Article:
Grief and Women: Stillbirth in the Social Context of India
Abstract:INTRODUCTION: Few in Western society would argue the potentially devastating impact of stillbirth related grief; but in many developing countries where stillbirth remains the highest in the world, perinatal grief is barely recognized as an issue. The purpose of this study was to explore how poor, rural central Indian women perceive and cope with stillbirths.
METHODS: Seventeen key informant interviews and two focus groups (N = 33) with local health care providers, family members, and women who experienced stillbirth were conducted over a 1-month period in 2011 and then systematically coded for emerging themes using grounded theory methods to explore how women experienced stillbirth.
RESULTS: Although usually never talked about and not recognized as an issue, perinatal grief emerged as a significant shared experience by all. The perceptions of stillbirth-related grief emerged in three major themes and bear evidence of gender and power issues and indicate that local social norms negatively factor heavily into their perinatal grief experiences.
DISCUSSION: The findings in this richly textured study add to the limited literature regarding rural, central Indian women's experiences with stillbirth and factors influencing their resulting perinatal grief. In light of the void of recognition of this phenomenon in Indian society, a better understanding of the context in which poor Indian women experience perinatal grief will be a first step toward developing much needed culturally rooted interventions to positively impact the women's abilities to better cope with stillbirth in the context of their realities.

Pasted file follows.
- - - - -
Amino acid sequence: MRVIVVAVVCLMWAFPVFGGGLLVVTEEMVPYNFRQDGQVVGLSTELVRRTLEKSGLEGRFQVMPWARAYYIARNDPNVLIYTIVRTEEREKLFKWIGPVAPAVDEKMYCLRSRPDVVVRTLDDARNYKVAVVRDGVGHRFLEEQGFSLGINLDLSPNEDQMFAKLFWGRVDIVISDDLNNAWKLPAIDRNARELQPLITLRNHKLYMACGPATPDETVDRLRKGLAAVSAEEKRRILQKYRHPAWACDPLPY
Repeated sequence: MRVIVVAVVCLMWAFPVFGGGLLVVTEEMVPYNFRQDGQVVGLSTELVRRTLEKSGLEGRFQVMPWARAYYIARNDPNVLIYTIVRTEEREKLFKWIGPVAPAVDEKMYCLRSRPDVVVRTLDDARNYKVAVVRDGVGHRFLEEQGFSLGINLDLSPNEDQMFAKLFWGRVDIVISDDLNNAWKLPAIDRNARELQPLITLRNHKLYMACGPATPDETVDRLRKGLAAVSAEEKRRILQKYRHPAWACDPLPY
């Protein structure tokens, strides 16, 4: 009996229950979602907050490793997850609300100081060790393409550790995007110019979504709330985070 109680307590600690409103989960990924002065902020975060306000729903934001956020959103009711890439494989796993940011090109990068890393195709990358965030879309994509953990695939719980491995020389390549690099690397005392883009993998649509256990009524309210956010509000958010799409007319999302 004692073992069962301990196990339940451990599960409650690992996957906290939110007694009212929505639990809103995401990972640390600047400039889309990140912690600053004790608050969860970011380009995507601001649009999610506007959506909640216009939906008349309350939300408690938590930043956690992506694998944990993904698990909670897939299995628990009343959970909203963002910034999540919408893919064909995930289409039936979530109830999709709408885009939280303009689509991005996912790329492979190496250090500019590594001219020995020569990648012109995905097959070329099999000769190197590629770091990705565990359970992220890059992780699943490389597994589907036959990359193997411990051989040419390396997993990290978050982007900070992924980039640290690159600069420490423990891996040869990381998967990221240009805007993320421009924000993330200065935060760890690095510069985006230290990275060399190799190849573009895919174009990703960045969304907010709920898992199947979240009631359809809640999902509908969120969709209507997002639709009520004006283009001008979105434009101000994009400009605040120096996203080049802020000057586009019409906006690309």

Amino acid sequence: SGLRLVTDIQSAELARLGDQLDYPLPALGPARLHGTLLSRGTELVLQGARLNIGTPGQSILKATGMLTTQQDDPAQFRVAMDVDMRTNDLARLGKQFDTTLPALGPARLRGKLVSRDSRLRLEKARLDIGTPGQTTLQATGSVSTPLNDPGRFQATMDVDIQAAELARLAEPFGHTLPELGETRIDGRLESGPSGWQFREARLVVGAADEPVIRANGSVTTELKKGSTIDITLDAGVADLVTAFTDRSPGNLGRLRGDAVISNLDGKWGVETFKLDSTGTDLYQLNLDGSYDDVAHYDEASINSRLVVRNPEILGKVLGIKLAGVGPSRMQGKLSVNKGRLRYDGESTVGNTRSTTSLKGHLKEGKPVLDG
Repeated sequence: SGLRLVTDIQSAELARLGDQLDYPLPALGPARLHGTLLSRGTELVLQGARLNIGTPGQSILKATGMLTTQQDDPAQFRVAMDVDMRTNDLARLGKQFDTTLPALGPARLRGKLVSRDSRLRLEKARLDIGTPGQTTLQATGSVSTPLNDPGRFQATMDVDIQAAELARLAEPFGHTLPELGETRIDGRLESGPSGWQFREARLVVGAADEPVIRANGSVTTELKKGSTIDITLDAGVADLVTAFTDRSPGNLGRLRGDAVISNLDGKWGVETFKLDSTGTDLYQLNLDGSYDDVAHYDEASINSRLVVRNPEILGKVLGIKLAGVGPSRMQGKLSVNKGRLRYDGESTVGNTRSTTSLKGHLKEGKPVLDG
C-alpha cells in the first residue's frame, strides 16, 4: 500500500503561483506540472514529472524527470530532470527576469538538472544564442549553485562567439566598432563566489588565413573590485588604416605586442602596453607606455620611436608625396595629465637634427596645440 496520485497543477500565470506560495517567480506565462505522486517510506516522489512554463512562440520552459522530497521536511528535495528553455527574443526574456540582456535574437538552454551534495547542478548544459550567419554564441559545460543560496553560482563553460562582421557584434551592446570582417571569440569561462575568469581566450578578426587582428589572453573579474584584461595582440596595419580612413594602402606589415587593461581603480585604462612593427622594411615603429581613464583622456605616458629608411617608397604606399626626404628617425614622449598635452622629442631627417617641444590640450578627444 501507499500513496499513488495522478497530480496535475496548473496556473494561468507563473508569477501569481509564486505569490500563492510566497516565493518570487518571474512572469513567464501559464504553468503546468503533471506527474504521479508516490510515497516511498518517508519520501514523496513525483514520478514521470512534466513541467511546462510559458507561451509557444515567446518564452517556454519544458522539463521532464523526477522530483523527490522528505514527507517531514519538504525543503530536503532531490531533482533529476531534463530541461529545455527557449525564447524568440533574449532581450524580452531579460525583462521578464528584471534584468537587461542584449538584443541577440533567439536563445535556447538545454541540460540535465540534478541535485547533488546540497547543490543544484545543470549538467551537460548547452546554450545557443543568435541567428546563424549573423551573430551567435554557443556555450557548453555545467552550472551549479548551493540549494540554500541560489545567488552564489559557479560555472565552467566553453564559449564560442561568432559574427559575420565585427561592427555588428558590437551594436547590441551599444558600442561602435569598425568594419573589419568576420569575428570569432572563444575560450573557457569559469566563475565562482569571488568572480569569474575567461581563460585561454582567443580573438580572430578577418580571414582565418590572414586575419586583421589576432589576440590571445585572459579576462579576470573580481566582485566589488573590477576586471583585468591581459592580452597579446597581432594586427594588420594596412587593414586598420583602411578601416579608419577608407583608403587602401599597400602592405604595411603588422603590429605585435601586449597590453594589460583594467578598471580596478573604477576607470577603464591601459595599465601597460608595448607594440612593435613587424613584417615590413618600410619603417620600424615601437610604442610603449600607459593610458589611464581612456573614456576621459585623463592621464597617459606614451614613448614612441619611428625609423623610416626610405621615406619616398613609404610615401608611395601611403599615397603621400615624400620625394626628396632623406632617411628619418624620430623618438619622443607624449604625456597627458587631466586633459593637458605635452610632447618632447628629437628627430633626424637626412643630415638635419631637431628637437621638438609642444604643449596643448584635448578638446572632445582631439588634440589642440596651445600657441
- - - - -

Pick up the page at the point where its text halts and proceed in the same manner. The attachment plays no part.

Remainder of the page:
Document Type: Research Article
Publication date: September 1, 2012
More about this publication?
- The International Journal of Childbirth is a peer-reviewed, quarterly journal publishing original research, reviews, and case studies concerned with the practice of midwifery, women's health, prenatal care, and the birth process. The journal encourages the exploration of the complex and contextual issues surrounding childbirth provision and outcomes and invites manuscripts from a wide range of clinical, theoretical, political, methodological, psychological, public health, policy, and multicultural and interdisciplinary perspectives.
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